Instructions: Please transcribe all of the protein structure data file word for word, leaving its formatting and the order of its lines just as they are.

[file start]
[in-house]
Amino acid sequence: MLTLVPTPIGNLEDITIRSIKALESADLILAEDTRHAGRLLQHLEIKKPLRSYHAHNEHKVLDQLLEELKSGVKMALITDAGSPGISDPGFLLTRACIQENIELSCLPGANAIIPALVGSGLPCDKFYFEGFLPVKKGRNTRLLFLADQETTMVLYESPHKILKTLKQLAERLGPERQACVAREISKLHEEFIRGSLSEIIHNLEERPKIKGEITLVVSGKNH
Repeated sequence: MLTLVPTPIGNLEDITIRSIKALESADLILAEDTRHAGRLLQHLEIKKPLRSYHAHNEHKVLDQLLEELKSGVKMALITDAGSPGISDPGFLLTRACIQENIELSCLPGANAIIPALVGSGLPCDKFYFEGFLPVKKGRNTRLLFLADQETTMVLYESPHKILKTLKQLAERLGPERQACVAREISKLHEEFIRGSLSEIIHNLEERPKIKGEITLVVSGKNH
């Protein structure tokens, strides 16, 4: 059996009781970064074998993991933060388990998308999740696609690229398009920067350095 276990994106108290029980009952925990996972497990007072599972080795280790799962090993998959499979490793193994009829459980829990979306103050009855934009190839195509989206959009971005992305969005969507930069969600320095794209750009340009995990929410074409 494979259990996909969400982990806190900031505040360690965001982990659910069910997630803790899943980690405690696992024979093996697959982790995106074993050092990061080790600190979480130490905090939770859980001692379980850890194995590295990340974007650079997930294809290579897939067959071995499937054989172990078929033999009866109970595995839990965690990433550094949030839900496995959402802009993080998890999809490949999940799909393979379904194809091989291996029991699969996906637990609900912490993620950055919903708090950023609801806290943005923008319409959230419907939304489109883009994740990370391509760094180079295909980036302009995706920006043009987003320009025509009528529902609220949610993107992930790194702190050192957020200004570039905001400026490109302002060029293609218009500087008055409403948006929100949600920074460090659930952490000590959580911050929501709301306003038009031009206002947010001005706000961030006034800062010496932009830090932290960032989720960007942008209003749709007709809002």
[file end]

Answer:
[in-house]
Amino acid sequence: MLTLVPTPIGNLEDITIRSIKALESADLILAEDTRHAGRLLQHLEIKKPLRSYHAHNEHKVLDQLLEELKSGVKMALITDAGSPGISDPGFLLTRACIQENIELSCLPGANAIIPALVGSGLPCDKFYFEGFLPVKKGRNTRLLFLADQETTMVLYESPHKILKTLKQLAERLGPERQACVAREISKLHEEFIRGSLSEIIHNLEERPKIKGEITLVVSGKNH
Repeated sequence: MLTLVPTPIGNLEDITIRSIKALESADLILAEDTRHAGRLLQHLEIKKPLRSYHAHNEHKVLDQLLEELKSGVKMALITDAGSPGISDPGFLLTRACIQENIELSCLPGANAIIPALVGSGLPCDKFYFEGFLPVKKGRNTRLLFLADQETTMVLYESPHKILKTLKQLAERLGPERQACVAREISKLHEEFIRGSLSEIIHNLEERPKIKGEITLVVSGKNH
């Protein structure tokens, strides 16, 4: 059996009781970064074998993991933060388990998308999740696609690229398009920067350095 276990994106108290029980009952925990996972497990007072599972080795280790799962090993998959499979490793193994009829459980829990979306103050009855934009190839195509989206959009971005992305969005969507930069969600320095794209750009340009995990929410074409 494979259990996909969400982990806190900031505040360690965001982990659910069910997630803790899943980690405690696992024979093996697959982790995106074993050092990061080790600190979480130490905090939770859980001692379980850890194995590295990340974007650079997930294809290579897939067959071995499937054989172990078929033999009866109970595995839990965690990433550094949030839900496995959402802009993080998890999809490949999940799909393979379904194809091989291996029991699969996906637990609900912490993620950055919903708090950023609801806290943005923008319409959230419907939304489109883009994740990370391509760094180079295909980036302009995706920006043009987003320009025509009528529902609220949610993107992930790194702190050192957020200004570039905001400026490109302002060029293609218009500087008055409403948006929100949600920074460090659930952490000590959580911050929501709301306003038009031009206002947010001005706000961030006034800062010496932009830090932290960032989720960007942008209003749709007709809002």